Shuffling her way through the front door of the hostel where she lives, few people would pay much attention to the elderly woman as she clutches a bag of groceries. In fact, not long ago Renata was one of society’s forgotten; her makeshift home a collection of discarded trash at the garbage dump, and her food scavenged from the filth. Twice a month, however, a van would come carrying loaves of bread, hot tea, and sometimes a candle for lighting the darkness. The van also brought a priceless gift: hope. As the team handed out food and poured tea, they also talked about someone who loves us despite our filth. Through the concern demonstrated by the people in the van, Renata slowly grew to trust that they truly cared for her, and learned that Jesus loved her. When they warned that the dumpsite would be closed and urged people to move into the city to find work, Renata listened. The investment made by the church group who used to take food to the dump has developed into a lifelong friendship, and the chance for a new life. The church supported Renata through the difficult days of transition to life in the city, giving her food when she had nothing, and welcoming her into their church family. Today, Renata does odd jobs like cleaning, and picking mushrooms or berries to make enough money to pay for her place at the hostel. She visits with the people from the van at church on Sundays, and though sometimes she leaves with a bag of groceries in her hand, she always leaves as a friend.

Helping the poor and homeless is often a long process that requires commitment and generous amounts of patience. One church in Klaipeda is working hard to make a difference in the lives of people who are caught in the grip of poverty. A single bag of groceries can be the difference between complete despair, and hope for another day, and the impact of the relationships built can last an eternity.


The work my sister is a part of is just one way of helping. No matter who is doing the work, though, small acts of service and sharing like this *do* make a difference. Please consider making charitable donations a part of your Christmas: it’s the perfect gift for the person who has everything!

If you don’t know where to send your dollars, I can tell you that supporting the work in Lithuania definitely ensures your dollars are well spent: for instance, the local soup kitchen in Klaipeda has a budget of only $200 CDN for the winter – that small amount is enough to see their services through the worst of the cold season, although they could use more, to be sure. A donation of $20 will fill a bag of groceries for a homeless person in Klaipeda, and it’ll be handed to them, no strings attached, by a person who genuinely cares … quite possibly my very own sister, who truly embodies living as God’s hands in the world.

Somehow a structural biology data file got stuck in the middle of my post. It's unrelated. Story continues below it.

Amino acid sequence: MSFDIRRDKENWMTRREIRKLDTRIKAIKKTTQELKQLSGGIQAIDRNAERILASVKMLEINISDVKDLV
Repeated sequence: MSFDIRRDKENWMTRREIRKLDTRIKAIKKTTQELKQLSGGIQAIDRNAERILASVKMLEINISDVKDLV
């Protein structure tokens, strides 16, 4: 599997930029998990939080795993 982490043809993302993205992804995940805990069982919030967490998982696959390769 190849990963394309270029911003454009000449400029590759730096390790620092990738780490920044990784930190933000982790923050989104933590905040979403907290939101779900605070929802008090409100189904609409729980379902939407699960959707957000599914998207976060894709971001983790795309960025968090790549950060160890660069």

You can read more about my sister’s life and work in Lithuania on her blog, and donations to the food project she is a part of can be made through their missions group, the EFCCM. Just fill in your information on the first page, and on the second, where you can identify the project you wish to donate to, enter “A Step Up, Lithuania: 2-2862GB”.

03 November 2009

City Chickens in Windsor, Ontario

This just in from CBC News!

A new city committee will study the possibility that people in Windsor, Ont., should be allowed to raise chickens in their backyards.

City council decided at a regular meeting Monday night to strike the committee in response to local resident Steve Green's 15-page letter extolling the virtues of urban chickens.

The benefits Green listed in his letter dated Oct. 19 include better food security, increased access to protein and reduced greenhouse gases due to reduced food transportation costs.

Also, Green wrote, "Chickens make great pets."

I sure hope Mr. Green is successful: chickens really are awesome critters, and with nothing more complicated than a chain link dog run, a dog house type shelter and a couple of Rubbermaid-bin nesting boxes, they can be kept quite easily in a city back yard. They’re quieter than dogs, easier to contain than cats (not exactly *easy* to contain, but really, not too bad if you’ve got decent infrastructure), and … they lay eggs in return for their food!

A frequently mentioned concern is that their food will attract mice – but mice like dog and cat food, and nobody complains about that. A garbage bin for feed storage solves the problem nicely, anyway. Then there’s the manure … again, no worse than what dogs and cats leave behind, and in fact, it’s easier to deal with since it can be composted and used on the garden (not something you want to do with pet wastes).